Secrets of Chloroplast Movement

To unravel the distinct functions of microtubules and actin, the scientists engineered two sets of KIS1 variants: one that exclusively interacted with microtubules and another that exclusively bound to actin.

When these variants were expressed in tobacco plants, it became evident that for chloroplasts to generate stromules, KIS1 had to bind to microtubules. However, for chloroplasts to relocate towards the nucleus, KIS1 also needed to interact with actin.

The research team was also keen on understanding the broader role of stromules in the context of plant immunity. Through genetic manipulation to deactivate different immune signals, they determined that stromule formation is triggered by molecular signaling. Furthermore, they established that an intact immune signaling system is a prerequisite for stromules to develop.

If we remove any of the known immune signaling genes, the chloroplasts lose the ability to make stromules, which suggests that these structures are an integral part of the immune signaling pathways that activate defense.”

Savithramma Dinesh-Kumar, Professor and Chair, Department of Plant Biology, University of California-Davis

New Light on Plant Immunity

This research marks the initial documentation of a plant kinesin directly engaged in plant immunity.

Additionally, it represents the maiden identification of a gene, KIS1, linked to the creation of chloroplast stromules. This discovery paves the way for comprehending the functions of chloroplast stromules and the reasons behind the clustering of chloroplasts around the nucleus during the plant’s immune defense.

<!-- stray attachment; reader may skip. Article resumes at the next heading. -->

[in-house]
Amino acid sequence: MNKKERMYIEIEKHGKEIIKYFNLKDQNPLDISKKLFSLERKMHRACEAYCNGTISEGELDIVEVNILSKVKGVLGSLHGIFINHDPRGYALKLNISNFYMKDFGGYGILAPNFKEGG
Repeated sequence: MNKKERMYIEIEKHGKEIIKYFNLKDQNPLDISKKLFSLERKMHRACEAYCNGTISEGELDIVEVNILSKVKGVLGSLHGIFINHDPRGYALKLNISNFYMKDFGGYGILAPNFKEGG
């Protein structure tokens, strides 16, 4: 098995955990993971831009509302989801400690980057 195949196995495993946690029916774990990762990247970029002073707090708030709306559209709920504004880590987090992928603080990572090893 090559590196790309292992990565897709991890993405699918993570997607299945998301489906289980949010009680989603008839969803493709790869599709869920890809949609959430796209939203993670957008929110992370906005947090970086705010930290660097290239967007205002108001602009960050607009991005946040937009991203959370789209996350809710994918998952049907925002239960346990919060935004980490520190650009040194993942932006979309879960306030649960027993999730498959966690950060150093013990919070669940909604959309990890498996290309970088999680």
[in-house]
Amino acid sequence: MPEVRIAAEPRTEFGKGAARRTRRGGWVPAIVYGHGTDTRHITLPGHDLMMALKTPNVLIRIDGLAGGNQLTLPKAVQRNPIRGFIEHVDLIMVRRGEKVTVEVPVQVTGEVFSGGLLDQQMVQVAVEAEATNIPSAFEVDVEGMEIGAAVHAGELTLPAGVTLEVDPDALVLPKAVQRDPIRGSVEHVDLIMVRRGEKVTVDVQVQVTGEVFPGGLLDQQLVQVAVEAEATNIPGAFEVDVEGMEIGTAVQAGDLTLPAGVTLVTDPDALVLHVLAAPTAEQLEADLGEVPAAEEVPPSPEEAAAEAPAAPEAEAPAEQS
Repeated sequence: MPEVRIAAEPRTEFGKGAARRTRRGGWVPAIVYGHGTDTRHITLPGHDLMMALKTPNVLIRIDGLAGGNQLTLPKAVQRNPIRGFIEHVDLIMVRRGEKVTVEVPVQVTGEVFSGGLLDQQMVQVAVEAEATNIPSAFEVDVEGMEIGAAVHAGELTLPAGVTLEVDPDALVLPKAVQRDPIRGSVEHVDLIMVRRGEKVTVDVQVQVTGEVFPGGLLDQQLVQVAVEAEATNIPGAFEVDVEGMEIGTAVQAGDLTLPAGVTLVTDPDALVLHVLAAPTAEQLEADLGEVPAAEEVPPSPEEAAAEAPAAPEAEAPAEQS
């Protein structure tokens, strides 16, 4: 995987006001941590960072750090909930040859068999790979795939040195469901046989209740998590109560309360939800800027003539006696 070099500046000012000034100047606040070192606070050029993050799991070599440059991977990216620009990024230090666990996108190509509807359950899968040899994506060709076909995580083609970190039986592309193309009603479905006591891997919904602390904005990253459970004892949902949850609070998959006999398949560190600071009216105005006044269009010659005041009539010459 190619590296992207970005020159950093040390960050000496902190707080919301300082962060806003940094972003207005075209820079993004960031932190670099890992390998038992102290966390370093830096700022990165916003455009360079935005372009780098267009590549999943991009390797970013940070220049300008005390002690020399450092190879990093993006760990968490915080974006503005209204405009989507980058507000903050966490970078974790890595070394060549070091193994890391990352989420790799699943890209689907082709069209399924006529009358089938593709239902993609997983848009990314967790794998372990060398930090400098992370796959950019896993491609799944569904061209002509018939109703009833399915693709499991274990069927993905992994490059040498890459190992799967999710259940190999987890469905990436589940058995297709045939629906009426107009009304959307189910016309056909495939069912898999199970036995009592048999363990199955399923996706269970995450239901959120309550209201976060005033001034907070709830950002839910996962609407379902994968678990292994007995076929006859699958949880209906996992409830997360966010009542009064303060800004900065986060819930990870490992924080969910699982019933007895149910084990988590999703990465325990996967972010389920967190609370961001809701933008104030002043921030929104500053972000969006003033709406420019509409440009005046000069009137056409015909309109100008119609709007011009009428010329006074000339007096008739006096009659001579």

If we can better understand at the cellular level how organelles like chloroplasts help cells to defend themselves, we could help to engineer resistance to the pathogen.”

Savithramma Dinesh-Kumar, Professor and Chair, Department of Plant Biology, University of California-Davis

Source:
Journal reference:

Meier, N. D., et al. (2023) Calponin homology domain containing kinesin, KIS1, regulates chloroplast stromule formation and immunity. Science Advances. doi.org/10.1126/sciadv.adi7407

Comments

The opinions expressed here are the views of the writer and do not necessarily reflect the views and opinions of AZoLifeSciences.
Post a new comment
Post

While we only use edited and approved content for Azthena answers, it may on occasions provide incorrect responses. Please confirm any data provided with the related suppliers or authors. We do not provide medical advice, if you search for medical information you must always consult a medical professional before acting on any information provided.

Your questions, but not your email details will be shared with OpenAI and retained for 30 days in accordance with their privacy principles.

Please do not ask questions that use sensitive or confidential information.

Read the full Terms & Conditions.

You might also like...
Precision Combination Therapy Better Controls High-Risk Subtypes of B-ALL in Mouse Models